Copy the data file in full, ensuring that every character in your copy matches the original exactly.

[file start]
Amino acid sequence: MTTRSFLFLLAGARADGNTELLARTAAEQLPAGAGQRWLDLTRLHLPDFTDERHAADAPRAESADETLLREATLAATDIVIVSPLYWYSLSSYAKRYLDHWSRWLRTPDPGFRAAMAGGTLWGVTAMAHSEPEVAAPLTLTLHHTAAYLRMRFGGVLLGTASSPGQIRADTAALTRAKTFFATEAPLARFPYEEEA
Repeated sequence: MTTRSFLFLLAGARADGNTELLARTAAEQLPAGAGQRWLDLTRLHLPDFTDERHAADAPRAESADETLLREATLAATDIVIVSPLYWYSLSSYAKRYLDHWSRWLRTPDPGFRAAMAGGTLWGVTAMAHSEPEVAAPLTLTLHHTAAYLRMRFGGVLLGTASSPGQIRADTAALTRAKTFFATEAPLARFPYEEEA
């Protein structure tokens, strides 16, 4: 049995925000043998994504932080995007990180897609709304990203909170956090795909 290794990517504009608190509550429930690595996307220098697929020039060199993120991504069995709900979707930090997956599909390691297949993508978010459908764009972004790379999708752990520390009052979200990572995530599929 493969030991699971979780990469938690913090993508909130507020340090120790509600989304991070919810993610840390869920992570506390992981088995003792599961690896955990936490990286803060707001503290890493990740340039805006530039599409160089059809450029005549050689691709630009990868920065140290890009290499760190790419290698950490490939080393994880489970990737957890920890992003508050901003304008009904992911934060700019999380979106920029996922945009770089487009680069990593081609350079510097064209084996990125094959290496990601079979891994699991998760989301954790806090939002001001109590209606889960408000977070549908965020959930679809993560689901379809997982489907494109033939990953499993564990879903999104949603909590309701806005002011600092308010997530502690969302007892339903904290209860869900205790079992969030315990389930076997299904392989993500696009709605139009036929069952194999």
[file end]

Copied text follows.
Amino acid sequence: MTTRSFLFLLAGARADGNTELLARTAAEQLPAGAGQRWLDLTRLHLPDFTDERHAADAPRAESADETLLREATLAATDIVIVSPLYWYSLSSYAKRYLDHWSRWLRTPDPGFRAAMAGGTLWGVTAMAHSEPEVAAPLTLTLHHTAAYLRMRFGGVLLGTASSPGQIRADTAALTRAKTFFATEAPLARFPYEEEA
Repeated sequence: MTTRSFLFLLAGARADGNTELLARTAAEQLPAGAGQRWLDLTRLHLPDFTDERHAADAPRAESADETLLREATLAATDIVIVSPLYWYSLSSYAKRYLDHWSRWLRTPDPGFRAAMAGGTLWGVTAMAHSEPEVAAPLTLTLHHTAAYLRMRFGGVLLGTASSPGQIRADTAALTRAKTFFATEAPLARFPYEEEA
């Protein structure tokens, strides 16, 4: 049995925000043998994504932080995007990180897609709304990203909170956090795909 290794990517504009608190509550429930690595996307220098697929020039060199993120991504069995709900979707930090997956599909390691297949993508978010459908764009972004790379999708752990520390009052979200990572995530599929 493969030991699971979780990469938690913090993508909130507020340090120790509600989304991070919810993610840390869920992570506390992981088995003792599961690896955990936490990286803060707001503290890493990740340039805006530039599409160089059809450029005549050689691709630009990868920065140290890009290499760190790419290698950490490939080393994880489970990737957890920890992003508050901003304008009904992911934060700019999380979106920029996922945009770089487009680069990593081609350079510097064209084996990125094959290496990601079979891994699991998760989301954790806090939002001001109590209606889960408000977070549908965020959930679809993560689901379809997982489907494109033939990953499993564990879903999104949603909590309701806005002011600092308010997530502690969302007892339903904290209860869900205790079992969030315990389930076997299904392989993500696009709605139009036929069952194999």